I was also disappointed that leapers such as frogs and crickets didn’t possess the ability to leap.
To simplify matters of sorting, levels are separated by scale: At the cosmic scale I waft about with galaxies and nebulae and other space phenomenon too huge to comprehend. Stellar scale focuses on a star and its planets. Continental scale meddles with landmasses, air and sea phenomena (clouds, boats, aura borealis, whales), but doesn’t get into what happens on land. Land scale is where things with legs — animals and human civilizations — do their thing. (Conspicuously, humans, themselves are absent. Just their stuff.) Miniature scale is stuff smaller than a housecat, where bugs, mice and grass flourish. Also city trash. (cigarette butts and used chewing gum for days!) Particulate scale covers splinters and specks of dust (including mites, bacteria and pollen) all the way to puffs of elemental gas. Then there’s INNER SPACE! which is a strange amalgam of mathy objects (e.g. nested polytopes) and the occasional quantum particle. I’ve at least found a Higgs boson in there.
If I descend below INNER SPACE!, I end up at the Cosmic scale again, sorting out the galaxies.
The tutorial (pretty much a play-through with instructions) introduces the various controls. Early on, I can invite like objects to join me (hence the troop of ants, above), or dismiss them until I’m solitary again. (I often ended up a different specimen than the one I began as.) Things can sing to get the attention of other things, and dance to produce more of itself, in case I wanted my pair of bees to become a righteous swarm. In time, I got the ability to transform into whatever I wanted, and adjust my size and numbers readily, also to relax the constraints of what will join me including the Everything setting that will make all things eligible, so that I can keep grouping until I AM EVERYTHING!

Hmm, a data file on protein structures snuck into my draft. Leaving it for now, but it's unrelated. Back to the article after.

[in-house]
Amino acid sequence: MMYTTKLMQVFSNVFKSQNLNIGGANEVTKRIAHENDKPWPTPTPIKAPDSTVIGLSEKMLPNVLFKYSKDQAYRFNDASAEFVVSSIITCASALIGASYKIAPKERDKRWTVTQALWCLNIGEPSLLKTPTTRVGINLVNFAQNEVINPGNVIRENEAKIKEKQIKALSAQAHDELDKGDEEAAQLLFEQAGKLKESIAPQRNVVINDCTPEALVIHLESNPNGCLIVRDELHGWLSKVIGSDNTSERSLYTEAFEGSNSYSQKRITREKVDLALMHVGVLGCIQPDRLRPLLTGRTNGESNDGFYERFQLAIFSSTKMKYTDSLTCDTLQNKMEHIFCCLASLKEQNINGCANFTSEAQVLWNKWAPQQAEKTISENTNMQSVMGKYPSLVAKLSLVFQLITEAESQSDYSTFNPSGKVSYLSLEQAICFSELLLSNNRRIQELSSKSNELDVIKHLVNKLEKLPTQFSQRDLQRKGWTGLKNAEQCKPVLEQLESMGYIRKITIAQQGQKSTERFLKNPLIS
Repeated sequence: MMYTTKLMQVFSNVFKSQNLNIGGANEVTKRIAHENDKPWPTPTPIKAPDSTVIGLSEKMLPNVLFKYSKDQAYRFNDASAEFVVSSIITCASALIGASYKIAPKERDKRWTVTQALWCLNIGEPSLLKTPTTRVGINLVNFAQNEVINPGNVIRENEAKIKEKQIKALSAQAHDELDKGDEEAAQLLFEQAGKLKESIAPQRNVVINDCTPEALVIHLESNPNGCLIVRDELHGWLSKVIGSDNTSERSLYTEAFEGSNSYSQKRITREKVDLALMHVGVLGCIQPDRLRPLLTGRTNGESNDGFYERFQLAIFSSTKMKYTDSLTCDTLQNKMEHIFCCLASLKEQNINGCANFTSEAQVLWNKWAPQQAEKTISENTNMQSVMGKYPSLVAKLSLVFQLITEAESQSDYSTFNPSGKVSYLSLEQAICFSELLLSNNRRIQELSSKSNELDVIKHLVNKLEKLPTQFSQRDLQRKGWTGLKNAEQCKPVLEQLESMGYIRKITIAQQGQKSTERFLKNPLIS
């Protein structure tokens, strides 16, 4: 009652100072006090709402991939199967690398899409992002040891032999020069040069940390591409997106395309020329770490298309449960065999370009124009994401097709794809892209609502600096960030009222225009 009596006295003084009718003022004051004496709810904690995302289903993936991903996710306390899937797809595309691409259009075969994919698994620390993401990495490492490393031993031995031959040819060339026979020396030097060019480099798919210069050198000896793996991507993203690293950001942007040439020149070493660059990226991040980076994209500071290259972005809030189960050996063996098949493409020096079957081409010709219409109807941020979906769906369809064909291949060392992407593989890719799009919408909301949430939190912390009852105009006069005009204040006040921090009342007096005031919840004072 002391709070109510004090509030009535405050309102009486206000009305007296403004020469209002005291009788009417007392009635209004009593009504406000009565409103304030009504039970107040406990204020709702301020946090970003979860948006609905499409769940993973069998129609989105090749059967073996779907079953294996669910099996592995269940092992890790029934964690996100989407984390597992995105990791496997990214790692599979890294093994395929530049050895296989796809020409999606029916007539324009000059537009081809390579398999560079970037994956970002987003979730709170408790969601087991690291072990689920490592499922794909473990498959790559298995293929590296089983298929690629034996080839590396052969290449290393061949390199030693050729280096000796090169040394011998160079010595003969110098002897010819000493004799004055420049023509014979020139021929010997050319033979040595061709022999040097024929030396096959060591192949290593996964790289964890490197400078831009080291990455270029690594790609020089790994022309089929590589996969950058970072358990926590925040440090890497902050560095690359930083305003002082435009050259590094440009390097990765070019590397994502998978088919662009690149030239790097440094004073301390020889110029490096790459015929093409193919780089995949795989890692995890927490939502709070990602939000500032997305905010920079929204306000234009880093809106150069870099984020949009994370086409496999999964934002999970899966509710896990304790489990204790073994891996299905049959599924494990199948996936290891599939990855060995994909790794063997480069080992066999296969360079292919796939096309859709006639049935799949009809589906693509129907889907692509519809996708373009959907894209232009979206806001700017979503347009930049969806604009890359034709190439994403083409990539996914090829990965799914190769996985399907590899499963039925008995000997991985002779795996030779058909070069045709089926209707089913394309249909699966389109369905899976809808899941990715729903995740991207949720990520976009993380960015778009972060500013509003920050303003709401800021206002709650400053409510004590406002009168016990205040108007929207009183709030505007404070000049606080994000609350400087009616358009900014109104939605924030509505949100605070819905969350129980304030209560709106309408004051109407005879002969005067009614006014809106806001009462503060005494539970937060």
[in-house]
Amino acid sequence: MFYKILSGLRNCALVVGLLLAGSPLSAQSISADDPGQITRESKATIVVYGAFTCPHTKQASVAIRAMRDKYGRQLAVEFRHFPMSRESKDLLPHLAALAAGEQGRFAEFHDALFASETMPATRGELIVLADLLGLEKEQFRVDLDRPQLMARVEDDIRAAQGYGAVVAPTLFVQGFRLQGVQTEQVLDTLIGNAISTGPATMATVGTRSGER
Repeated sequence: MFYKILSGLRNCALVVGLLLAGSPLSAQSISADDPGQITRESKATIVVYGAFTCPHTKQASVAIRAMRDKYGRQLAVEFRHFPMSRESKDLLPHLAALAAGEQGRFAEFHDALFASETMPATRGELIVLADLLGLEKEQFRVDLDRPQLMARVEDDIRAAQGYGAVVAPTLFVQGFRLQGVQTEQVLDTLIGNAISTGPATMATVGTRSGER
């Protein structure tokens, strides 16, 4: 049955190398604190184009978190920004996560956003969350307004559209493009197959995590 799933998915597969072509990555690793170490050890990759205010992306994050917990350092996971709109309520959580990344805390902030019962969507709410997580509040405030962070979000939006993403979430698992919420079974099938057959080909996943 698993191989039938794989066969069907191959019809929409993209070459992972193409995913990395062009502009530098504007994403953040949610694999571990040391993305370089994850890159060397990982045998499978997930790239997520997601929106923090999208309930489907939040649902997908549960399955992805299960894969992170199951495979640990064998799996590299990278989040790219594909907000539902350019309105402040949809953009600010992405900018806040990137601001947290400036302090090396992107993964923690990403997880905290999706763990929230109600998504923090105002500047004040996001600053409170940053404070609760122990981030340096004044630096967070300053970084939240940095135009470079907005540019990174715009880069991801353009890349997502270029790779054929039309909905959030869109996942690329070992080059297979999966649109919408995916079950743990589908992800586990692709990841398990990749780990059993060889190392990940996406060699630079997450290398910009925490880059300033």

Things have thoughts (indicated by a thought icon), and if you get close enough to them you can hear (read) those thoughts. Specially marked thoughts are instructional, and give additional controls, and others are audio clips from the philosophy lectures of Alan Watts. In these, Watts speaks to the one-is-all-is-one paradigm informed by (but not exclusive to) Buddhist philosophy. It gives the game a 70s-era everything is good and right and the way it’s supposed to be feel. My early impression was that this was Church of Starry Wisdom propaganda. This is to say, it gets esoteric and New-agey, not malevolent. (Then again, most of the scary cults of the 20th century were pretty benign after all. Most.)
My strategy varied depending on if I was trying to catch all the different specimen (things to be) or was chasing down thoughts. In the former case, my range of perception was governed by my own size, so I’d climb (ascend and repeat) my way to the biggest thing around and then look to descend into things I hadn’t yet been. Thought-hunting prefers swift flyers.
But I think the apotheosis of the Everything experience is sailing through the environment with your squadron of fellow things while listening to Watts wax philosophical set to the game’s Cosmosey score (Ben Lukas Boysen and Sebastian Plano). This presents a formidable combination that sells well the feeling that I am right where I belong in the universe.